If Polaroid made the joy of a whole generation in the 70s, the magic works again today (“vintagization” of our society?). However original Polaroid cameras like the iconic Polaroid SX 70 Land Camera are pretty expensive nowadays and not easy to find (and costly to operate: 8 exposures for 20 euros). There has been various attempts to bring the Polaroid back onto the market, like for instance the Polaroid Socialmatic which combines the nostalgic appeal of vintage Polaroid instant print cameras with the ability to share using the camera’s built-in Wi-Fi and Android interface, or the bulky SnapJet which is merely a film printer for smartphones.
However, none of them were really convincing. Why carry an additional device when you already have a smartphone with a great camera?
That’s what a french Startup figured out when they kickstarted Prynt: Their goal was to keep what was best from both worlds, and come up with an innovative still practical product.
Currently, there are two types of competing products. On one side there are the developments of the old Polaroid that are a little “digitized,” but it’s still a separate tool in addition to the smartphone. Not necessarily very practical. The second type of tool that has developed is more akin to miniature printers. It is easy to operate, but the user experience is not great: it is necessary to pair the printer with the smartphone, connect cables … We are far from Polaroid’s original concept of getting a photo printed with one click.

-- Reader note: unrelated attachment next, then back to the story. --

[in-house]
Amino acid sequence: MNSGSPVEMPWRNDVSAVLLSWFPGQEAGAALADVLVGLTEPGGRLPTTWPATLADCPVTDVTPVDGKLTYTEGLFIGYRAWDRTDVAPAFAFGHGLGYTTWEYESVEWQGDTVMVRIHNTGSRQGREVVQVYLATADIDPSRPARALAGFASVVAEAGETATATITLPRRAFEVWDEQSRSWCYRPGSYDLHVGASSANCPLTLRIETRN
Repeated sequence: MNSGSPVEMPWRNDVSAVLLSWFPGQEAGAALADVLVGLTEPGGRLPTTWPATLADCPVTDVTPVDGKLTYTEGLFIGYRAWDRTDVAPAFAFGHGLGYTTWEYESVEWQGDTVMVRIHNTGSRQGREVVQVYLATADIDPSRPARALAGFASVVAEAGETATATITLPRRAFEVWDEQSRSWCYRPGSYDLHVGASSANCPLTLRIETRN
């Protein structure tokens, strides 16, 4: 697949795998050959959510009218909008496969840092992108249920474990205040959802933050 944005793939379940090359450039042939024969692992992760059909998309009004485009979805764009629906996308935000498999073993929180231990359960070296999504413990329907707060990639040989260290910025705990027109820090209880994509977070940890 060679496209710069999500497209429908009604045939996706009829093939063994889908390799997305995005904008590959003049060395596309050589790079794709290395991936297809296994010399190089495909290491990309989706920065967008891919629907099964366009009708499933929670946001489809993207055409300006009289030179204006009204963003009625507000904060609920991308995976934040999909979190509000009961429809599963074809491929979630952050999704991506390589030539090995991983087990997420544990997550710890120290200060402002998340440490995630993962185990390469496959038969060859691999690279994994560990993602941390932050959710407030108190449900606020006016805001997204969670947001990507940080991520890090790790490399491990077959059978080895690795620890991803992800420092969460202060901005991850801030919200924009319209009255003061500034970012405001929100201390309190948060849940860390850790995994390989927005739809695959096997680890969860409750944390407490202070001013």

The result is a smartphone case for iPhone (iPhone 5, iPhone 5c, iPhone 5s and iPhone 6) and Android devices (Samsung Galaxy s4 and Samsung Galaxy s5) that holds 10-30 sheets of paper and take fewer than 30 seconds to print thanks to better hardware integration and a direct physical connection between the phone and case (no cables, no hassle: just slide a smartphone in the case, and you’re good to go). Hold the phone horizontally and you will have a hand-grip and trigger button on the right side of the Prynt case. Oh, and the Prynt case has its own battery.
Prynt also has the ability to instantly turn physical photos into videos thanks to an augmented reality feature which is built into the company’s camera app: As you take a photo with the Prynt’s camera app, it records a video of what your phone’s camera lens is pointed at leading up to the actual moment you snap a photo, and sends it to the cloud. When you hold up the physical photo to your phone’s camera with the app open, it is overlaid with a Play button that shows that video in place of the picture itself.
Prynt is currently running on Kickstarter and has managed to gather so far, more than US$690,000 (with still 25 days to go). Prynt is sold US$99 a pop with 10 sheets of photo paper ($25 for 50 extra sheets, which makes Prynt 6 times cheaper to operate than an original Polaroid camera). The company is also working on cases that will fit phablets like the iPhone 6 Plus.
But as dyed in the wool vintage photography lover, we think we’ll stick around a little while with our Polaroid SX 70 Land Camera. Because in the end it’s not always about the goal, but the journey itself.